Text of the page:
When a good adjustment has been obtained, the operator releases the switch 17, thus interrupting the supply of current to the elements 11, 15, 16. This arrangement serves to prevent continuous power consumption which would serve no useful purpose and would result in excessive deterioration of the dry-cell battery 14.
FIG. 5 shows a switch 170 which, in contrast to the switch 17 of FIG. 3, is not located on the front portion of the toe-abutment body 5 but on the top face of this latter. In this case, the switch consists of a circuit closer of the resilient-strip type. FIG. 6 shows an adjusting tool 19 having a central lug 19a adapted to penetrate into the slot of the adjustment end-cap 10 and having an annular portion 19b adapted to initiate closure of the switch 170 during the adjusting operation. Thus the switch is actuated automatically as a result of the presence of the adjusting tool. Conversely, when the adjustment has been completed, withdrawal of the tool initiates opening of the switch and therefore disconnects the circuit from the source of supply.
FIG. 7 illustrates a toe-abutment member which is also of known type and comprises a jaw unit constituted by two separate and independent arms 26, each arm being capable of pivotal displacement about a vertical pin 24.
Each arm 26 is provided with an extension or appendage 27 engaged in a groove formed in the head 28 of a tie-rod 28a. The front end of the tie-rod 28a is threaded and adapted to carry an adjusting nut 30. A spring 29 housed within the stationary ski-binding body 25 produces action on the nut 30 in order to exert a tractive force on the tie-rod 28a and correlatively on the arms 26 in the boot-retaining position. In this position, the head 28 is applied against an annular flange 25a formed on the rear face of the ski-binding body 25. In accordance with the invention, said toe-abutment member is provided with a force transducer consisting of a strain gage 31 which is bonded directly to the tie-rod 28a. The gage 31 delivers a signal which is a function of the degree of compression of the spring 29 to an electronic display device (not shown) after amplification and analog-to-digital conversion as in the first embodiment. The use of a plurality of strain gages 31 mounted in a bridge arrangement may clearly be contemplated. This makes it possible in particular to obtain a signal which is independent of the temperature.
The toe-abutment member which is illustrated in FIG. 8 and is also of known type comprises two jaws 46. Said jaws are pivotally mounted so as to be capable of rotating freely about vertical pins 44, these pivot-pins being mounted at the end of a pair of levers 43 arranged parallel to the axis of the ski. The levers 43 are in turn pivotally mounted on stationary vertical pins 45.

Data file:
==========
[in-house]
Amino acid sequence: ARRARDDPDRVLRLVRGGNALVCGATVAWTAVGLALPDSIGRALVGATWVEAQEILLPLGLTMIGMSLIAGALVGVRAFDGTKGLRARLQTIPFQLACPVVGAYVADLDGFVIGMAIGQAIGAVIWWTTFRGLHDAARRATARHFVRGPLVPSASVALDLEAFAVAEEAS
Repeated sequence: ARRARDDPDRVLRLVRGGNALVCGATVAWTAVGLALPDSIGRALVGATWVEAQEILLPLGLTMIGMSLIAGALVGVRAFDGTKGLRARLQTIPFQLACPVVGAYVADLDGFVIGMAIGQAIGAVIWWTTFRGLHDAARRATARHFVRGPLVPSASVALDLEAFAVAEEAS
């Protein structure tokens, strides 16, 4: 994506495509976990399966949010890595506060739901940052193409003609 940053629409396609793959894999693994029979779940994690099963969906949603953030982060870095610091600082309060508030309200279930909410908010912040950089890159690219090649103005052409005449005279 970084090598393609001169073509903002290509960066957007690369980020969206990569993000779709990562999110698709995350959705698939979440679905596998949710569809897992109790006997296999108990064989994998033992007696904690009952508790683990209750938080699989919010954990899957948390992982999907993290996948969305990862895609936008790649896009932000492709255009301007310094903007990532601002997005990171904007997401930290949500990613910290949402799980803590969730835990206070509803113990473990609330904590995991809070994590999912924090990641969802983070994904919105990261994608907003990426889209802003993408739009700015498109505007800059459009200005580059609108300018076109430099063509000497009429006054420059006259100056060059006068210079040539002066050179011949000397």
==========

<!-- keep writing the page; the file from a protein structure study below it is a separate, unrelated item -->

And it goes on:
The ends of a transverse tension spring 49 are attached to vertical rods 50 extending through elongated slots 51 formed in the levers 43. The rods 50 are engaged in lateral recesses of a central member 52 which is capable of sliding along the axis of the ski. In accordance with the invention, the toe-abutment member is provided with a force transducer 53 comprising a small plate 54 disposed between the two levers 43 and serving as a stop for these latter. A strain gage 55 is bonded to the small plate 54.
The position of the member 52 and of the spring 49 carried by this latter can be modified at will by making use of adjusting means (not shown in the drawings for the sake of enhanced simplicity) since the rods 50 are capable of displacement within the elongated slots 51. In consequence, the moment corresponding to the stiffness of ski-binding release and applied by the spring 49 on each lever 43 can consequently be modified. In point of fact, since the levers 43 are applied against the small plate 54, the compressive stress sustained by said plate is proportional to the moment applied by the spring 49 on the levers 43. The strain gage 55 delivers a signal which is proportional to said stress and transmitted to the digital display device (not shown) after processing.
Although the invention has been applied to toe-abutment members in the examples described in the foregoing, it will be readily apparent that the invention is equally applicable to heel-holding members or to locking mechanisms for sole-plates.
The circuit for processing the signal delivered by the force transducer, the electronic display device and the dry-cell battery are not necessarily fixed on the ski-binding in a permanent manner but may be independent and connected to the transducer solely at the moment of adjustment of the binding. These elements, or only a certain number of elements, could in particular be carried by the stiffness-adjusting tool.